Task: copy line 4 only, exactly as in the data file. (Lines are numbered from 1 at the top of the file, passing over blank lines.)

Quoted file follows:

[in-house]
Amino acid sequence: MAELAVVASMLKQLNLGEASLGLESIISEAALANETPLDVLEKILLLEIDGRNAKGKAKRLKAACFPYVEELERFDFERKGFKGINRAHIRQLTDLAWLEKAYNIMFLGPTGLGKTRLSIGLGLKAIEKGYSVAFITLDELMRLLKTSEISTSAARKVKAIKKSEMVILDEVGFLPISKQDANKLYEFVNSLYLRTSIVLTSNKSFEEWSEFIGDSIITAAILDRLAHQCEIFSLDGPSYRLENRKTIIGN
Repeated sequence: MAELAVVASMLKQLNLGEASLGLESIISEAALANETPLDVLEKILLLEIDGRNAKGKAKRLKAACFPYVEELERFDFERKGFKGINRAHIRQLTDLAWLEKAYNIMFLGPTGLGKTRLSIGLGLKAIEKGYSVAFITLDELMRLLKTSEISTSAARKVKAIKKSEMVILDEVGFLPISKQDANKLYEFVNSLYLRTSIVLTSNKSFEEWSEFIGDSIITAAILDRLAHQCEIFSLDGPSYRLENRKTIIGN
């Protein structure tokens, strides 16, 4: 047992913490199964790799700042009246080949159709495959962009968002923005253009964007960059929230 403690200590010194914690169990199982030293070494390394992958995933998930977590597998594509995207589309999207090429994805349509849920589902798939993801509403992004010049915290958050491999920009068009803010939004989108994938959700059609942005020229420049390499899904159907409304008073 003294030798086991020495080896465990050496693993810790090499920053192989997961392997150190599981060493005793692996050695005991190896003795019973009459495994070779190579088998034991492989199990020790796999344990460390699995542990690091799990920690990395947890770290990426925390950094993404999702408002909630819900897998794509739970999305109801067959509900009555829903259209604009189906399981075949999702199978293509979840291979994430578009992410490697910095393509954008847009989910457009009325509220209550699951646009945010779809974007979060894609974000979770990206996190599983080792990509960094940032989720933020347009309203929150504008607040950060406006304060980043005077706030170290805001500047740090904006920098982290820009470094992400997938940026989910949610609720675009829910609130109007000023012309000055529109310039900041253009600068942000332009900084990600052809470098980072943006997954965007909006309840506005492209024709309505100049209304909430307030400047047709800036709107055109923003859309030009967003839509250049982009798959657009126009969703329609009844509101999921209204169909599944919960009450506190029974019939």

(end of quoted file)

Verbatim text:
């Protein structure tokens, strides 16, 4: 047992913490199964790799700042009246080949159709495959962009968002923005253009964007960059929230 403690200590010194914690169990199982030293070494390394992958995933998930977590597998594509995207589309999207090429994805349509849920589902798939993801509403992004010049915290958050491999920009068009803010939004989108994938959700059609942005020229420049390499899904159907409304008073 003294030798086991020495080896465990050496693993810790090499920053192989997961392997150190599981060493005793692996050695005991190896003795019973009459495994070779190579088998034991492989199990020790796999344990460390699995542990690091799990920690990395947890770290990426925390950094993404999702408002909630819900897998794509739970999305109801067959509900009555829903259209604009189906399981075949999702199978293509979840291979994430578009992410490697910095393509954008847009989910457009009325509220209550699951646009945010779809974007979060894609974000979770990206996190599983080792990509960094940032989720933020347009309203929150504008607040950060406006304060980043005077706030170290805001500047740090904006920098982290820009470094992400997938940026989910949610609720675009829910609130109007000023012309000055529109310039900041253009600068942000332009900084990600052809470098980072943006997954965007909006309840506005492209024709309505100049209304909430307030400047047709800036709107055109923003859309030009967003839509250049982009798959657009126009969703329609009844509101999921209204169909599944919960009450506190029974019939």